Racing Champions RCRC
March 09, 2001 - 10:26am EST by
2001 2002
Price: 3.25 EPS 0
Shares Out. (in M): 15 P/E
Market Cap (in $M): 0 P/FCF
Net Debt (in $M): 0 EBIT 0 0

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RACN is currently at $3.25 which is only about 4.3 to 5.6 times the $0.58-$0.75 in EPS the company is projecting that they will do in 2001 (they just announced these expectations about 2 weeks ago with their Q4 2000 earnings release). At a multiple of just 10X say $0.65 in EPS, the stock is at $6.50 for an easy double. They did EPS of $0.48 in 2000. Additionally, goodwill amortization is currently hurting EPS by about $0.25 per share, so if the FASB proposal to eliminate goodwill amortization becomes effective, they will be reporting EPS of $0.83 to $1.00 based on management’s 2001 guidance. That implies a PE of 3.3 to 3.9 at current prices. On a cash flow basis, the company is trading at 3.4X year 2000 EBITDA and 3.3X year 2001 EBITDA, and at 4.5X year 2000 EBITA and at 4.3X year 2001 EBITA. At a very conservative private market valuation of 6-8X EBITA, the stock would be worth $7 to $11 per share. In addition to just being plain cheap based on 2000 actual results and based on what management is projecting for 2001, an important catalyst is that RACN has positive operating momentum. This is not a company that is at a low valuation because they are struggling to overcome some deep problem – in fact, they did have some problems a year or two ago, but they have appeared to have done an excellent job in fixing the company. Over the last couple of years they have done a significant amount of cost cutting and have been successful in paying down a significant portion of their debt, with more debt reduction expected in 2001, and at the same time have developed a slew of new products which should provide growth in 2001 and beyond. So this is a healthy business that is trading very cheaply relative to earnings and cash flow, is operating under a very lean cost structure, and is projecting significantly better results for the coming year.

Racing Champions is a producer and marketer of collectibles and toys, including die-cast replicas of racing cars, sports cars, and agricultural equipment, and other collectible items such as NASCAR souvenirs and apparel. Die-cast products were 70% of sales in 2000. About 40% of sales are through mass merchandisers such as Wal-Mart, Target, etc. while the other 60% are through other channels including hobby and specialty stores, trackside sales at auto races, as well as automobile and agricultural equipment dealers. Currently about 15% of their total sales are NASCAR related and NASCAR die-cast products (replicas of cars) are 8% of total sales.

The history of RACN demonstrates how the stock got to be as cheap as it is, and why it seems very likely that the stock will be more appropriately valued sometime over the next year or two. RACN’s original focus was on die-cast NASCAR collectible cars (this is actually a pretty big business, with die-hard racing fans collecting replicas of the cars of their favorite drivers) and related souvenirs. Basically this business involves licensing the names and likenesses of NASCAR drivers and then having these die-cast cars made in China to their specifications. RACN grew quite rapidly as NASCAR became more and more popular, with revenues growing from $66 mm in 1996 to $156 mm in 1998. During this time they also developed product lines involving classic and custom vehicle replicas, licensed preschool activity toys, and sports trading cards. However, sales of NASCAR-related merchandise peaked in 1998, so to continue their growth trajectory and to provide diversification, RACN acquired The Ertl Company in April of 1999. Ertl is a well-known manufacturer of die-cast replicas of agricultural and construction equipment as well as toys. For example Ertl has a license with John Deere (as well as with Case IH and Ford New Holland) to make replicas and toys using the Deere name, which are then sold through John Deere dealerships as well as through mass marketers. To do this acquisition, RACN took on about $100 mm of new debt (they only had a small revolver prior to this acquisition). At this time, their core NASCAR business was declining very rapidly. For the year 1999, RACN’s total sales were $232 mm which was still a big increase over 1998’s $156 mm, but the increase was entirely due to the Ertl acquisition, since their core racing die-cast business was down 60% for the year and NASCAR apparel and souvenirs decreased 47%. From 1998 to 1999 RACN’s EBITDA declined from $35 mm to $26 mm. So RACN was in a situation where they had just taken on a lot of debt to acquire a new business, and at the same time their core business was declining rapidly. As a result of this situation, management cut out a lot of costs through the integration of Ertl into RACN as well as through headcount reductions and the elimination of discretionary spending, and became very cost-focused generally in their approach to operating the business. In 2000, the result was that even though their total sales declined a little (from $232 mm in 1999 to $215 mm) entirely as a result of their poor NASCAR business, they were able to increase EBITDA from $26 mm to $39 mm and EPS from $0.26 to $0.48. The 2000 sales decline was due to NASCAR-related die-cast business being off something like 72% from the prior year, offset by significant growth from all of their other businesses. This good 2000 performance in the face of such a huge drop-off in their core business, through a good acquisition and through significant cost cutting, seems to show that this is a skilled management team. In fact, RACN started their turn-around in 1999, while competitors such as Action Performance (ACTN) who faced similar sales declines, didn’t really begin the process of trying to restructure until late 2000. So at this point, RACN is a very lean operation with a tight cost structure, and their NASCAR business which has been the problem over the last several years is now down to 15% of their total business.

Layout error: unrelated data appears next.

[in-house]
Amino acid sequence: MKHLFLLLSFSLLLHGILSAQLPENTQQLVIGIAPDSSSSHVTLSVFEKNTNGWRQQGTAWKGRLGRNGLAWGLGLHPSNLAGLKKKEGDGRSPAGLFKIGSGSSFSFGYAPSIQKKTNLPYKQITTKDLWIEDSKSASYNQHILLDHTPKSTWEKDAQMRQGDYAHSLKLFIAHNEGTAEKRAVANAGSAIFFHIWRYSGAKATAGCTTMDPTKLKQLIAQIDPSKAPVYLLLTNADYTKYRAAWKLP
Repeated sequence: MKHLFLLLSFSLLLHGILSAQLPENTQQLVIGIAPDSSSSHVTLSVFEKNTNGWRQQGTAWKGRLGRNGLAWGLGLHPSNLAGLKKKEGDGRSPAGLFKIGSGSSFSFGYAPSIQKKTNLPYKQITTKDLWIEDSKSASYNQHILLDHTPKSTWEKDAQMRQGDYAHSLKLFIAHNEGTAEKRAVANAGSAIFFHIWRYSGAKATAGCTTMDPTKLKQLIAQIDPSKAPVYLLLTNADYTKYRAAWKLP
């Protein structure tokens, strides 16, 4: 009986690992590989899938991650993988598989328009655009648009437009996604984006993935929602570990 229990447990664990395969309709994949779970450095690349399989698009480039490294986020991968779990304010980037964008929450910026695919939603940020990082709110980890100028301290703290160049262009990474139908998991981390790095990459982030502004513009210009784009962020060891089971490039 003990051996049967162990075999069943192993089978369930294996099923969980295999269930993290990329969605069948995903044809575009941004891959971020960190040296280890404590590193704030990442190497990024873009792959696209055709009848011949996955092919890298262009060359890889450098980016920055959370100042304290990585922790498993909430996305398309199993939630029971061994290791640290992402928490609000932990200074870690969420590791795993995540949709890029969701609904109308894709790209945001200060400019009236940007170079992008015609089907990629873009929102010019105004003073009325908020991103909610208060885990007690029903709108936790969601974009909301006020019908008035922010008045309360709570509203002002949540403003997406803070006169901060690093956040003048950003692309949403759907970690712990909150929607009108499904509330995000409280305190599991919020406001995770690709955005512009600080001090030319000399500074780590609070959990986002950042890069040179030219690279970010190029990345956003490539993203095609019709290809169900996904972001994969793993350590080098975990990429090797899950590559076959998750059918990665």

With their 2000 earnings release and conference call, RACN management announced their expectations to grow sales 3 to 9% in 2001 and for the next several years, and that they expect EPS to be $0.58 to $0.75 in 2001. The significant jump in EPS even though sales are going to be up only 3 to 9% is due to lower interest expense due to them paying down $17 mm of debt in Q4 2000 and more anticipated paydowns in 2001. This works out to about $40 mm in EBITDA for 2001.